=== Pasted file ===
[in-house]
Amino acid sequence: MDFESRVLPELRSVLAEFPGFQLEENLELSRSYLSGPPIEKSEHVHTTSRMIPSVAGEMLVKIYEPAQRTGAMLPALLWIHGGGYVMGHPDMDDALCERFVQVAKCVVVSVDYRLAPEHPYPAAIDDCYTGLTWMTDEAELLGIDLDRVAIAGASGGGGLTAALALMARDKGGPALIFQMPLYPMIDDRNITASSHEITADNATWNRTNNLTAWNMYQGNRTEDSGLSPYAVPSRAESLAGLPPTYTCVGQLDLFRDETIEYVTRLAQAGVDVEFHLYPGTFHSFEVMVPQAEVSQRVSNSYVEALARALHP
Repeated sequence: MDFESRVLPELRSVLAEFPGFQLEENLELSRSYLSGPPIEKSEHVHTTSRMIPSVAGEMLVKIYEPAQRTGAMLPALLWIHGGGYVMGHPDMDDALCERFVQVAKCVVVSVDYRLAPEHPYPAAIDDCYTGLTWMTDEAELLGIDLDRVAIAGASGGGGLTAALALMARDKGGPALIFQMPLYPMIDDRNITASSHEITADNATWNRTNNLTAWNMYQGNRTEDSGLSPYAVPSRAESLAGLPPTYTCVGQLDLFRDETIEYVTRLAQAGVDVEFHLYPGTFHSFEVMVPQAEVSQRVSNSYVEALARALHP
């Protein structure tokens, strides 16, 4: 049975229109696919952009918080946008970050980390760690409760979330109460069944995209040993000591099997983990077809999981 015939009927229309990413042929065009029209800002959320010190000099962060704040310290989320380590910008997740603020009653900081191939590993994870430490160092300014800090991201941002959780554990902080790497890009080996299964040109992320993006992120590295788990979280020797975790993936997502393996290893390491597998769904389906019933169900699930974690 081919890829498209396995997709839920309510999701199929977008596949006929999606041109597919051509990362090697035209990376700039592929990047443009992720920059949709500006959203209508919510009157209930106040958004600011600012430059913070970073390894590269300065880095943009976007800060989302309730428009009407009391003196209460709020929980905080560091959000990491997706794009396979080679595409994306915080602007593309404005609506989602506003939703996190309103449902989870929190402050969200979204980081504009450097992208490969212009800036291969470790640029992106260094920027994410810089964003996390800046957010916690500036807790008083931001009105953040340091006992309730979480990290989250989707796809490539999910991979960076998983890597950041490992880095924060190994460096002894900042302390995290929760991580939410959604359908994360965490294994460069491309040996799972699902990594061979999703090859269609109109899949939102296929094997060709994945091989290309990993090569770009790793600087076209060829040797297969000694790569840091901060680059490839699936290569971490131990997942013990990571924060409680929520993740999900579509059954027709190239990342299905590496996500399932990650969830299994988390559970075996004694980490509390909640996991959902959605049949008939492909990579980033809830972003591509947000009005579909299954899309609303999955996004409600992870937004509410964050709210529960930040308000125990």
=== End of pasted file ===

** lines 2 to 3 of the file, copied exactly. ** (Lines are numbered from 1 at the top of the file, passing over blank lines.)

Amino acid sequence: MDFESRVLPELRSVLAEFPGFQLEENLELSRSYLSGPPIEKSEHVHTTSRMIPSVAGEMLVKIYEPAQRTGAMLPALLWIHGGGYVMGHPDMDDALCERFVQVAKCVVVSVDYRLAPEHPYPAAIDDCYTGLTWMTDEAELLGIDLDRVAIAGASGGGGLTAALALMARDKGGPALIFQMPLYPMIDDRNITASSHEITADNATWNRTNNLTAWNMYQGNRTEDSGLSPYAVPSRAESLAGLPPTYTCVGQLDLFRDETIEYVTRLAQAGVDVEFHLYPGTFHSFEVMVPQAEVSQRVSNSYVEALARALHP
Repeated sequence: MDFESRVLPELRSVLAEFPGFQLEENLELSRSYLSGPPIEKSEHVHTTSRMIPSVAGEMLVKIYEPAQRTGAMLPALLWIHGGGYVMGHPDMDDALCERFVQVAKCVVVSVDYRLAPEHPYPAAIDDCYTGLTWMTDEAELLGIDLDRVAIAGASGGGGLTAALALMARDKGGPALIFQMPLYPMIDDRNITASSHEITADNATWNRTNNLTAWNMYQGNRTEDSGLSPYAVPSRAESLAGLPPTYTCVGQLDLFRDETIEYVTRLAQAGVDVEFHLYPGTFHSFEVMVPQAEVSQRVSNSYVEALARALHP